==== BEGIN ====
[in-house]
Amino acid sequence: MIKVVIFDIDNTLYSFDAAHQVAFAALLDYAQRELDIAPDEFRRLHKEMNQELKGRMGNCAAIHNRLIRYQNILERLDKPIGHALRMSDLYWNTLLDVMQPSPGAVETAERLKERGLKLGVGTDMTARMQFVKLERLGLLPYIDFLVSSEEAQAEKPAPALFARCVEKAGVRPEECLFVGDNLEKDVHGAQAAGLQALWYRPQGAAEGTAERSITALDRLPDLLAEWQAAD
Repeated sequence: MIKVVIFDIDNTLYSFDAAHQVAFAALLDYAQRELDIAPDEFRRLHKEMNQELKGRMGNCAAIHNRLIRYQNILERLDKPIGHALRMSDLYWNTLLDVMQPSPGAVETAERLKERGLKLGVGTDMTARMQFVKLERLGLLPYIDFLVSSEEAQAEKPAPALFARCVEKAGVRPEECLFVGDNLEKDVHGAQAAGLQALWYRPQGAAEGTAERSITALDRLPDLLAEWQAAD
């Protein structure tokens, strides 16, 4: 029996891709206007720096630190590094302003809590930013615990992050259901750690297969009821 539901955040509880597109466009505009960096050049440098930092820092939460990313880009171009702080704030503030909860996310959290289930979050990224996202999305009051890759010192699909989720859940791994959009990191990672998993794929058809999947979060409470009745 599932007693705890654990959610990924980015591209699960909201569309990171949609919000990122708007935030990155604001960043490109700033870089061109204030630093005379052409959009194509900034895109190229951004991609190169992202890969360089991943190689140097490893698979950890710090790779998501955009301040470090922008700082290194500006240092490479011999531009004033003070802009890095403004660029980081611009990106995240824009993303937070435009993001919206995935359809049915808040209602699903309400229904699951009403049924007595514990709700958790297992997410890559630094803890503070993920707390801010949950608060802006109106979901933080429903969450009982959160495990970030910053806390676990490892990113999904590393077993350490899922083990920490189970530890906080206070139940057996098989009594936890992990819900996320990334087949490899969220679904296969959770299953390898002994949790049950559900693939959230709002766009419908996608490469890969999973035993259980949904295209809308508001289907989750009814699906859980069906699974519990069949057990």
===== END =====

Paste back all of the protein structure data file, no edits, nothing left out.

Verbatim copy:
[in-house]
Amino acid sequence: MIKVVIFDIDNTLYSFDAAHQVAFAALLDYAQRELDIAPDEFRRLHKEMNQELKGRMGNCAAIHNRLIRYQNILERLDKPIGHALRMSDLYWNTLLDVMQPSPGAVETAERLKERGLKLGVGTDMTARMQFVKLERLGLLPYIDFLVSSEEAQAEKPAPALFARCVEKAGVRPEECLFVGDNLEKDVHGAQAAGLQALWYRPQGAAEGTAERSITALDRLPDLLAEWQAAD
Repeated sequence: MIKVVIFDIDNTLYSFDAAHQVAFAALLDYAQRELDIAPDEFRRLHKEMNQELKGRMGNCAAIHNRLIRYQNILERLDKPIGHALRMSDLYWNTLLDVMQPSPGAVETAERLKERGLKLGVGTDMTARMQFVKLERLGLLPYIDFLVSSEEAQAEKPAPALFARCVEKAGVRPEECLFVGDNLEKDVHGAQAAGLQALWYRPQGAAEGTAERSITALDRLPDLLAEWQAAD
């Protein structure tokens, strides 16, 4: 029996891709206007720096630190590094302003809590930013615990992050259901750690297969009821 539901955040509880597109466009505009960096050049440098930092820092939460990313880009171009702080704030503030909860996310959290289930979050990224996202999305009051890759010192699909989720859940791994959009990191990672998993794929058809999947979060409470009745 599932007693705890654990959610990924980015591209699960909201569309990171949609919000990122708007935030990155604001960043490109700033870089061109204030630093005379052409959009194509900034895109190229951004991609190169992202890969360089991943190689140097490893698979950890710090790779998501955009301040470090922008700082290194500006240092490479011999531009004033003070802009890095403004660029980081611009990106995240824009993303937070435009993001919206995935359809049915808040209602699903309400229904699951009403049924007595514990709700958790297992997410890559630094803890503070993920707390801010949950608060802006109106979901933080429903969450009982959160495990970030910053806390676990490892990113999904590393077993350490899922083990920490189970530890906080206070139940057996098989009594936890992990819900996320990334087949490899969220679904296969959770299953390898002994949790049950559900693939959230709002766009419908996608490469890969999973035993259980949904295209809308508001289907989750009814699906859980069906699974519990069949057990």